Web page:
- Your CPA cannot file your taxes until they have the information they need in order to do so (otherwise, it’s tax fraud). If you encounter a late filing because they were waiting on you for information or documents, that missed deadline is to be expected. This is totally normal.
- Late filing is different from late payment. You can file on time and still receive a late payment penalty if you do not pay online or postmark your payment by the IRS deadline. If your CPA is managing your taxes but doesn’t handle payment, you will have to make sure you make the payment by the deadline. It’s important not to confuse the two.
- Understand that sometimes circumstances happen. There are always extenuating circumstances for everybody, and having some flexibility when it is called for is important. If you want your monthly report on the 1st every month, know that when the 1st falls on a Sunday it’s unrealistic to expect your CPA to put together the report that day.
- Pay attention to what happens after a deadline is missed. If your accountant shrugs it off like it’s no big deal, this isn’t a great sign. But, if there is a reasonable explanation, make sure you understand what’s being communicated to you about the scenario. If it’s your CPA’s first error like this, pay attention to how they handle it. This will indicate how seriously they take errors.
If you have a concern about a deadline or have encountered a fine, it’s important to bring it up with your accountant and understand the situation. However, if your CPA is repeatedly missing deadlines, particularly ones that result in a cost to you, they aren’t qualified to help you in the way you need them to.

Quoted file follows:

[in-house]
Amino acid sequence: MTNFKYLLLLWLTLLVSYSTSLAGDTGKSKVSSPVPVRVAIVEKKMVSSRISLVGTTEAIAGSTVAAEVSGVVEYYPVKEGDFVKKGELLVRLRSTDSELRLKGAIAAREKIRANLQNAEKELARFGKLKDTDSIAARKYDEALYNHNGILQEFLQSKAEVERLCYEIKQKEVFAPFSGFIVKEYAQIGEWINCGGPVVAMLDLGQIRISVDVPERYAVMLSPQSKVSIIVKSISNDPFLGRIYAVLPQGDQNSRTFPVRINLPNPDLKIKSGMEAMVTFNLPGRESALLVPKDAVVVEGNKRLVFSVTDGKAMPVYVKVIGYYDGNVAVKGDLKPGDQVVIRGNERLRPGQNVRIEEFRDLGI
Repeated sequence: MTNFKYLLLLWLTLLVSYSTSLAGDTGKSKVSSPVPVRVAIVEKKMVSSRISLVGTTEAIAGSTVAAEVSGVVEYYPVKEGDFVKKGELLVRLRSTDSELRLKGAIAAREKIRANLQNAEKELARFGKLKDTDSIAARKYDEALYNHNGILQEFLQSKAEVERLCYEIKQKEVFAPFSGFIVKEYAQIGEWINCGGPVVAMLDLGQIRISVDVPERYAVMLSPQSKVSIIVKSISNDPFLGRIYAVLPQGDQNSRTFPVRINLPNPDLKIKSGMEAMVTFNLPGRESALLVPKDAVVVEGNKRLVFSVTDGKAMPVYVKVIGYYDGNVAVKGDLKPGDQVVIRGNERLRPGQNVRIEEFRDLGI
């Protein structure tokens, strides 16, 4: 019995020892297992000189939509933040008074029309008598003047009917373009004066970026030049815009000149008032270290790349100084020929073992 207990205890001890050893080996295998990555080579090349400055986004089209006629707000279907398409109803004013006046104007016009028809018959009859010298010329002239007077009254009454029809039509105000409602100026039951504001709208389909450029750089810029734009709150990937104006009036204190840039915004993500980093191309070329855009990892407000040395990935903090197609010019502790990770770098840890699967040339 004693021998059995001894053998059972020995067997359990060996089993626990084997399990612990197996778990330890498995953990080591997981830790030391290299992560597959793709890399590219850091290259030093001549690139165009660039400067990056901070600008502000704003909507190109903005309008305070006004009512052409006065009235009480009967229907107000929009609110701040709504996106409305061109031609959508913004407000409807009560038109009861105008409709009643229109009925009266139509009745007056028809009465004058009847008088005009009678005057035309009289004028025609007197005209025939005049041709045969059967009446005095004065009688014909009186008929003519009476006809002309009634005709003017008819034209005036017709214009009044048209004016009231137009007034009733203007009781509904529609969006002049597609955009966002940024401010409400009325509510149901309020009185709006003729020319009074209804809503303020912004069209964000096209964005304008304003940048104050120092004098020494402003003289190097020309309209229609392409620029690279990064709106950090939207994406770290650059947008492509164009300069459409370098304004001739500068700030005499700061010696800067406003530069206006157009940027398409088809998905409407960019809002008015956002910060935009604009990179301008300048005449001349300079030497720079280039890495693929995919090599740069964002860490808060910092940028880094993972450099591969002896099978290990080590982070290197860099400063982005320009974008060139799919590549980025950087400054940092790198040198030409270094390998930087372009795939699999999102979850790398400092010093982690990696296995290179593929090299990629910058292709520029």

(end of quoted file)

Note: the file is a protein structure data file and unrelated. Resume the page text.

3. They DON’T Stay up to Date on Changes to Regulations and Tax Code
This one is kind of a given, but has grown particularly more relevant and complicated with COVID, crypto, and loan forgiveness in recent years.
It’s not at all uncommon for the IRS to issue updates and changes to regulations, for tax brackets to shift, and for conditions for tax write-offs to change, and if your CPA isn’t up-to-date on these changes not only are they likely costing you money, they might even be putting you at risk for an audit and for tax fraud. Even beyond that, if your CPA isn’t telling you about potential loan forgiveness programs relevant to you, it’s important to ask yourself whether your CPA is really taking a close look at your business.
There’s a big difference between choosing not to work with companies who take crypto investments as a personal choice vs. working with those sorts of companies and not paying attention to crypto regulations and tax codes.
You’re hiring an accountant to be an expert in their field. If that’s not your experience and they don’t appear up to speed on laws, credits, deductions, and, most importantly, best practices, it’s probably time to move on.
4. You’re NOT Getting Monthly or Quarterly Reports
Financial reporting on a monthly and quarterly basis is crucial for your company to understand your cash flow statements, budget for the future, and identify the specifics of your business activities. Reports are an essential component of every company because they indicate the health of your business (and, must be readily available in some heavily-regulated industries, or for companies with investors and boards).
It is the responsibility of a CPA to produce monthly and quarterly reports and to understand the importance and sensitive nature of reporting on the financial health of a business.
If your CPA isn’t doing it, how can you possibly know how much money is coming in and going out, whether your company is sustaining itself, or make any decisions that impact the ability of your company to continue to do business?
5. They DON’T Have the Expertise that is Critical to your Situation